September 2013

Overdrive Magazine | Trucking Business News & Owner Operator Info

Issue link: http://read.dmtmag.com/i/165354

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Page 17 of 109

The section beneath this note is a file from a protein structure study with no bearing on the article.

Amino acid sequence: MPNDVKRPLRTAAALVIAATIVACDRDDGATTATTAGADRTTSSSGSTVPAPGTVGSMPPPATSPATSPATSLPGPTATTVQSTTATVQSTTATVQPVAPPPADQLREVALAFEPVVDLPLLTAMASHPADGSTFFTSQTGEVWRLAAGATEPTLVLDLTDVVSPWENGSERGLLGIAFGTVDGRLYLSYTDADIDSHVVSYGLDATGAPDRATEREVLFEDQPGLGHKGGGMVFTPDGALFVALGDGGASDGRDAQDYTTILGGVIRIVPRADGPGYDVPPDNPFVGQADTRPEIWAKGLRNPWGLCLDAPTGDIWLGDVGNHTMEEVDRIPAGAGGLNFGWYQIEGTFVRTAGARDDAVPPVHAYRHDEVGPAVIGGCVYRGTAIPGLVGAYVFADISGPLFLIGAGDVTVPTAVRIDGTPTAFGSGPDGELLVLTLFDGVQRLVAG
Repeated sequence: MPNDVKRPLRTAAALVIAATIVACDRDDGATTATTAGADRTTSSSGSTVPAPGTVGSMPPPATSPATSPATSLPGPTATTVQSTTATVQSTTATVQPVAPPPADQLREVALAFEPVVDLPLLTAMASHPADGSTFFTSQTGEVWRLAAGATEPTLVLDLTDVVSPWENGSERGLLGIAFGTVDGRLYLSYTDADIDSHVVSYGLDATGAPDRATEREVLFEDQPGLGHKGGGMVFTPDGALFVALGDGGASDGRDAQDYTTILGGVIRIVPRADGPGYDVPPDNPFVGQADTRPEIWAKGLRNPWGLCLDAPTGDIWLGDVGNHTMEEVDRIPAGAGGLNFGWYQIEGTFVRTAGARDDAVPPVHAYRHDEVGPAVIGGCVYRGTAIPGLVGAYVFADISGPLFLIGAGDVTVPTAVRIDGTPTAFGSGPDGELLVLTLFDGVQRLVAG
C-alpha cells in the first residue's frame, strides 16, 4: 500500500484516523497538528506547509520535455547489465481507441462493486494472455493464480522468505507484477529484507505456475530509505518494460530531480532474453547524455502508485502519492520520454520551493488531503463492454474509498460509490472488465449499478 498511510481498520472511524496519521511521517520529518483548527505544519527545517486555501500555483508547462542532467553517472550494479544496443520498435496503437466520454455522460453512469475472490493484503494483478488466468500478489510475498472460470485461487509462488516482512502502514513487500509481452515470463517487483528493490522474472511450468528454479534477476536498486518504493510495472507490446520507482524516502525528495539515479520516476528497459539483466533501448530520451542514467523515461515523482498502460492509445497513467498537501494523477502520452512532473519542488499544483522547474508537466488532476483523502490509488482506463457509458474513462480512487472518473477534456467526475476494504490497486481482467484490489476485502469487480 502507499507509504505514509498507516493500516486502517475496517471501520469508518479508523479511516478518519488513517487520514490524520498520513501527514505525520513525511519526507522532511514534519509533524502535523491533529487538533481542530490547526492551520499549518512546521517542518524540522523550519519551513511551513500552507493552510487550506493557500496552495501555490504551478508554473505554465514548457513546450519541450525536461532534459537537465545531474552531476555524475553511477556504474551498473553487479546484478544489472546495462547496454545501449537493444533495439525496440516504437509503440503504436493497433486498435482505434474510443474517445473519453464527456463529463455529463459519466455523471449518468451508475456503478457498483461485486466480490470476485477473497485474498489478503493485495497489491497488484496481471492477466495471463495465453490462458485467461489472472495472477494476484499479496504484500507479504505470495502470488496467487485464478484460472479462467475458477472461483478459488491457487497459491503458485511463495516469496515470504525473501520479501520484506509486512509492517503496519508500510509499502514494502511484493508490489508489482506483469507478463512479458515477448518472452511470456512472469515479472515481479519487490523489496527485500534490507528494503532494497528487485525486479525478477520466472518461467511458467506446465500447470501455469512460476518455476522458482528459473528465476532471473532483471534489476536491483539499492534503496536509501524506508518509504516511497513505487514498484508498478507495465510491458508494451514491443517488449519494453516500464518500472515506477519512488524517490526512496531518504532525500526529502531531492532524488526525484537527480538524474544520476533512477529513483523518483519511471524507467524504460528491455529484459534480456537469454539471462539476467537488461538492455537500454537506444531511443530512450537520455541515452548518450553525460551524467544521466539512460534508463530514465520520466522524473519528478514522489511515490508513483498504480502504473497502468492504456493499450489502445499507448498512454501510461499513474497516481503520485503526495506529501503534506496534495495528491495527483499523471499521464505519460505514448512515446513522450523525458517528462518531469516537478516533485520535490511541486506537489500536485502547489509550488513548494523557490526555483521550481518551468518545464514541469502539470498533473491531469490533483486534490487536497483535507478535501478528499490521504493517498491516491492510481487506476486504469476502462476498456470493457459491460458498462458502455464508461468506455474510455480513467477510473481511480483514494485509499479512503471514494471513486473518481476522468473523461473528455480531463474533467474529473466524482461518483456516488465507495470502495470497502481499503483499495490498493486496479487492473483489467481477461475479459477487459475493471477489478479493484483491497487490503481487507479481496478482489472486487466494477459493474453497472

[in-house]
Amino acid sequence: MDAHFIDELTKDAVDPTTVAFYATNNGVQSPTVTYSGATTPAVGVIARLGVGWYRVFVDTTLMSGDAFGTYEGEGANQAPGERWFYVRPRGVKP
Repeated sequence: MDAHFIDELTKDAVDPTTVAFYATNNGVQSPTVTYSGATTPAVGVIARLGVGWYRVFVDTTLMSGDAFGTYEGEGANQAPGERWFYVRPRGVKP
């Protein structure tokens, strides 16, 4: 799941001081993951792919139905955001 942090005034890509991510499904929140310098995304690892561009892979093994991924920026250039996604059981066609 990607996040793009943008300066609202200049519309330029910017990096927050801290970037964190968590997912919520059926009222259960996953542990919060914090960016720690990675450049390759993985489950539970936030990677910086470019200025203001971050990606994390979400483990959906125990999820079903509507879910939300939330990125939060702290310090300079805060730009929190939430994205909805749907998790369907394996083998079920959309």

Logbook Report: Driving among hardest-to-fill jobs A report from CareerBuilder ranked "truck driver" as the third "Hardestto-Fill Position" in the country, based on a survey of hiring managers earlier this year. Between 2010 and 2013, 113,517 jobs have been added, according to CareerBuilder, which interviewed more than 2,000 hiring managers to identify positions that stayed open 12 weeks or longer. Sales representatives topped the list, while machine operators and production workers ranked second. "The skills gap that exists for highgrowth specialized occupations will become even more pronounced in the years to come, prompting the Truck driving ranked third in survey of hiring managers. need to place a greater emphasis on reskilling workers through formal education and on-the-job training," said Brent Rasmussen, president of CareerBuilder. – James Jaillet Fleets allege 'shell' company used in Pilot claims As the civil lawsuits continue to pile up in the wake of federal allegations concerning Pilot Flying J's fuel rebate program, questions have been raised about the proposed settlement of a class action filed in Arkansas. As first reported by The Tennessean, the man who formed a corporation seeking to settle suits against the truck stop giant is also an executive for a trucking association that counts Pilot among its dues-paying members. Records show that within days of the FBI raid on Pilot's headquarters in Knoxville, Tenn., Lane Kidd, president of the Arkansas Trucking Association, formed National Trucking Financial Reclamation Services LLC. National Trucking then filed the class-action suit that led to the proposed settlement. The connection is a little too cozy for some trucking companies, who argue in court filings that Kidd's firm is a "shell" company "hastily conjured in Arkansas" for resolving the civil cases against Pilot. Drew McElroy, the attorney for Atlantic Coast Carriers and three other trucking firms, charged that National Trucking shouldn't qualify to be part of the class action, The Tennessean reported. "National Trucking is not a trucking company and has never bought a gallon of fuel from Pilot," the motion states. Kidd, who did not respond to interview requests for The Tennessean story, issued a statement to correct "inaccurate reporting" and to defend the class-action settlement and his role in it. He says that "at no time prior to filing the lawsuit did Pilot know of my intentions to file the case," and that he has never met Jimmy Haslam, Pilot Flying J's chief executive officer. Kidd said he formed National Trucking to represent his state association trucking companies as their agent in the suit, and that such a move "is nothing out of the ordinary." Brian Fitzpatrick, a Vanderbilt University professor who specializes in class-action litigation, agreed that the assignment of interests in a classaction suit is routine. "It kind of mimics some of the advantages of the class-action system," Fitzpatrick told the Associated Press. "In the insurance industry, it's ubiquitous." – Staff reports THE U.S. DEPARTMENT OF DEFENSE asked the Federal Motor Carrier Safety Administration for an exemption from the 30-minute break requirement mandated by the hours of service rule. The exemption would apply to its Military Surface Deployment and Distribution Command, which includes contract motor carriers and their employees who are transporting weapons, munitions and sensitive/classified cargo. 16 | Overdrive | September 2013 Logbook_0913.indd 16 8/27/13 11:00 PM

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